Representatives from Apple Canada appeared voluntarily before a Canadian Parliamentary Committee yesterday to respond to the recent scandal surrounding the slowing down of older iPhone models, the CBC reports. Answering questions from House of Commons’ standing committee on industry, science, and technology, Apple’s Canadian manager of legal and government affairs, Jacqueline Famulak, maintained that Apple did not intend for customers to think that it was being secretive regarding the reasons behind the slowing down of older iPhones. While Apple has continued to maintain that it made the decision to avoid unexpected shutdowns and thereby extend the life of older iPhone models, many consumers have accused Apple of a deliberate attempt to push customers to upgrade to newer iPhone models.
Famulak stressed to the committee that the lack of communication was “not intentional” and that Apple doesn’t believe it “miscommunicated anything at any time” and that the reason the company apologized was “because our consumers didn’t hear [about it] directly from us.” Throughout her testimony, Famulak maintained that Apple had not concealed its software policy from consumers, pointing to language in the iOS 10.2.1 release notes and adding that “Apple would never intentionally do anything to shorten the life of any Apple product or degrade the user experience in order to drive customer upgrades,” and that “The sole purpose of the software update in this case was to help customers to continue to use older iPhones with aging batteries without shutdowns – not to drive them to buy newer devices.” Famulak’s statements echoed Apple CEO Tim Cook’s apology from earlier this year, where he acknowledged that while Apple did disclose what they were doing, but that he didn’t think “a lot of people were paying attention” and Apple itself “should have been clearer as well.”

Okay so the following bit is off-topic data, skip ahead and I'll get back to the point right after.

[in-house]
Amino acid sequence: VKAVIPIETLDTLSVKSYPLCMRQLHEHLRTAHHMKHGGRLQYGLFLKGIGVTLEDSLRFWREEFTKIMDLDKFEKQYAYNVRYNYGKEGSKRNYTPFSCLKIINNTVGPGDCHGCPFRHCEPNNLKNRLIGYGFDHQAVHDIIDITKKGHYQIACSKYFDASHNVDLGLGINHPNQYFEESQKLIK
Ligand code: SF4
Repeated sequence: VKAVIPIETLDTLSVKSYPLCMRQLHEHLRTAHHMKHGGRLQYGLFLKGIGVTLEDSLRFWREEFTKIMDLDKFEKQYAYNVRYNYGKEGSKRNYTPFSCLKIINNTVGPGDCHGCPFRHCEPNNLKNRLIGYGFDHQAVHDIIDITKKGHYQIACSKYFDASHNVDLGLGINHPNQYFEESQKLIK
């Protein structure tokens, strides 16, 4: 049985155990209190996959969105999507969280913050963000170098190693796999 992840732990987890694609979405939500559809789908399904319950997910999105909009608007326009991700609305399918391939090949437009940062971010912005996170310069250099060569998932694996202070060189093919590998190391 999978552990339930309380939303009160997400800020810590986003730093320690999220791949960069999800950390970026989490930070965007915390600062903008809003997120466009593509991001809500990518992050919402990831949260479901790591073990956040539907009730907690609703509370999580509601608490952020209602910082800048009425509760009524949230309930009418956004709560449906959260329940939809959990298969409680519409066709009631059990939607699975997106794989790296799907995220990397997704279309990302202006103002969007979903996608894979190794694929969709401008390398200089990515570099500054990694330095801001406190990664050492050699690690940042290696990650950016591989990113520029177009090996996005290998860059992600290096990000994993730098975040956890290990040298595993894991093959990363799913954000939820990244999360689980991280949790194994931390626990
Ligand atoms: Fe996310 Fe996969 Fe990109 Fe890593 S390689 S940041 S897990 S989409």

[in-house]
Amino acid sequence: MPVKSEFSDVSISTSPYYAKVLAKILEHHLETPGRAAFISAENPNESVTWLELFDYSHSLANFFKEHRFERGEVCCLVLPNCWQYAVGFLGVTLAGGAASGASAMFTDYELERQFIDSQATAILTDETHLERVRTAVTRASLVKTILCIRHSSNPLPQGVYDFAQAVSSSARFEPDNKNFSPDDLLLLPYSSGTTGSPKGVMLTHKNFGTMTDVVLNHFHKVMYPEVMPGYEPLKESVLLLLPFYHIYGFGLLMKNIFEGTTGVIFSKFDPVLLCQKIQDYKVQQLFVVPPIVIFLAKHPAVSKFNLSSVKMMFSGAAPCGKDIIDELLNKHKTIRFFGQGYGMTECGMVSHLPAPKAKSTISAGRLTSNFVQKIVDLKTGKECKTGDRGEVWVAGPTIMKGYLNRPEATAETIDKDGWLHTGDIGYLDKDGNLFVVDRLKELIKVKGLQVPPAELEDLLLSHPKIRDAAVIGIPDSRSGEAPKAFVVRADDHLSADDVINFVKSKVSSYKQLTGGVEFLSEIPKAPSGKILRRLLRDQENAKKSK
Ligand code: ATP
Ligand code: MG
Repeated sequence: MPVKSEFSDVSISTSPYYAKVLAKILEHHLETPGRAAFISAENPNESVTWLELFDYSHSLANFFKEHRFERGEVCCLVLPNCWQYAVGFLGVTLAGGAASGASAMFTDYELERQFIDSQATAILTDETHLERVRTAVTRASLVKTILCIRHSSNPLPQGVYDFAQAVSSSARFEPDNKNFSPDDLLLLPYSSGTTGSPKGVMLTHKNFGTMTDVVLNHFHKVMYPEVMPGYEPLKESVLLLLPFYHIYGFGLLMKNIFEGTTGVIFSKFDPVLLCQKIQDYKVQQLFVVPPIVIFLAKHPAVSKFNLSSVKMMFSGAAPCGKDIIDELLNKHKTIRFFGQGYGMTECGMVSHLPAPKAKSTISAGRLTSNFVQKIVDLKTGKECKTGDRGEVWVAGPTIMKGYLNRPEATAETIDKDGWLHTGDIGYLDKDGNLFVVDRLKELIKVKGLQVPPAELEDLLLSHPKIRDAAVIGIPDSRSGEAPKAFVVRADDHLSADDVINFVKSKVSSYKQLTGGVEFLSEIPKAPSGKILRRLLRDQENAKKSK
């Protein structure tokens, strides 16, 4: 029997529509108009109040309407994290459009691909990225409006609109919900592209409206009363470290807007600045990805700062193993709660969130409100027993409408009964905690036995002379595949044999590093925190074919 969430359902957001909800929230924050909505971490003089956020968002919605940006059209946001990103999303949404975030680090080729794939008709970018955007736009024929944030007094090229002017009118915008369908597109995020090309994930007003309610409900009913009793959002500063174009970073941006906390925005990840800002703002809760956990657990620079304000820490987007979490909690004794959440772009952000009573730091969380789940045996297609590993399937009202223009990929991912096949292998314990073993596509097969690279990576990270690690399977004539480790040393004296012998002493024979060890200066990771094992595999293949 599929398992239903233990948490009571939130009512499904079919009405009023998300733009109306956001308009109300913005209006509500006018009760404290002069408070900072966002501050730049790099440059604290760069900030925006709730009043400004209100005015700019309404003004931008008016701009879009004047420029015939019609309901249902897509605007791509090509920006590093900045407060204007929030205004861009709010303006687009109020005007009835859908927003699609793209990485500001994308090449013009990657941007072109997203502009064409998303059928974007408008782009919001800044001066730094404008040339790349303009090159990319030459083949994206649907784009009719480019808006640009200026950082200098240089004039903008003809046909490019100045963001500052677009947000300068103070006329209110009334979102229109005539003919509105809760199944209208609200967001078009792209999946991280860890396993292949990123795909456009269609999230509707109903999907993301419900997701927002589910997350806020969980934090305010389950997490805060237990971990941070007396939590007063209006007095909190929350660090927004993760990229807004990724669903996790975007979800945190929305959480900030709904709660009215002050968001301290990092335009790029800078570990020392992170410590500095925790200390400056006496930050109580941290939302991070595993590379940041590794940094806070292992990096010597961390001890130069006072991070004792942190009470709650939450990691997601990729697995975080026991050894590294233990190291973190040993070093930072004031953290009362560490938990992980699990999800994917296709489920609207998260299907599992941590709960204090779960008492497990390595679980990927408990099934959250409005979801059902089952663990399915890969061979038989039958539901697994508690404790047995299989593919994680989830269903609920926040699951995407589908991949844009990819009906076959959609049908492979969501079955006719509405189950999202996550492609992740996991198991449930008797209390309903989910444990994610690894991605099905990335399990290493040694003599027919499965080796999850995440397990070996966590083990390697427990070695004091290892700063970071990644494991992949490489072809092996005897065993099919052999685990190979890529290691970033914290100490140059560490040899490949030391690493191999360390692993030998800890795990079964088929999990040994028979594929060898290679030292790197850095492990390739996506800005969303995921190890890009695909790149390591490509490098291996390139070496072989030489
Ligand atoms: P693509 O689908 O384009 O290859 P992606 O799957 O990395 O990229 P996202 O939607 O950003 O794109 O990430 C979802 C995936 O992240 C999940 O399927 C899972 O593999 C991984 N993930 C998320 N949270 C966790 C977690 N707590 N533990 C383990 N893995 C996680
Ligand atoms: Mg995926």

One member of the committee, Nathaniel Erskine-Smith, a former commercial litigation lawyer and current Member of Parliament, also asked Apple Canada to disclose “any internal communications, opinions or advice given to Apple Canada or its American parent company” regarding whether Apple should have gone public with the source of the iPhone performance problems. Apple’s lawyer, Simon Potter, declined to do so voluntary, adding that “If the committee wants to make a direction about things, we’ll reconsider. But the fact is, as people here know, Apple is exposed to a number of class actions in the United States.”
The committee also heard from John Poole of Toronto’s Primate Labs, the developer of Geekbench and one of the people who first uncovered the slowdown issue back in December, who according to VentureBeat expressed a more balanced opinion of Apple’s intentions, noting that the issue does not appear to affect Canadian iPhones differently from U.S. ones, and that he believes that Apple’s explanation that it was slowing devices to maintain stability makes sense, but added that he did consider Apple’s lack of transparency to be an issue, and that consumers shouldn’t have “reasonably expected” that their devices would get slower over time due to battery issues.
While a parliamentary committee hearing is primarily an inquiry, the associate deputy commissioner with Canada’s Competition Bureau, Alexa Gendron-O’Donnell, was also present, and weighted in on the state of consumer protection laws in Canada, although she noted that the bureau as a law enforcement agency cannot comment on ongoing investigations, although she emphasized that companies operating in Canada are required to comply with Canadian law, including the Competition Act.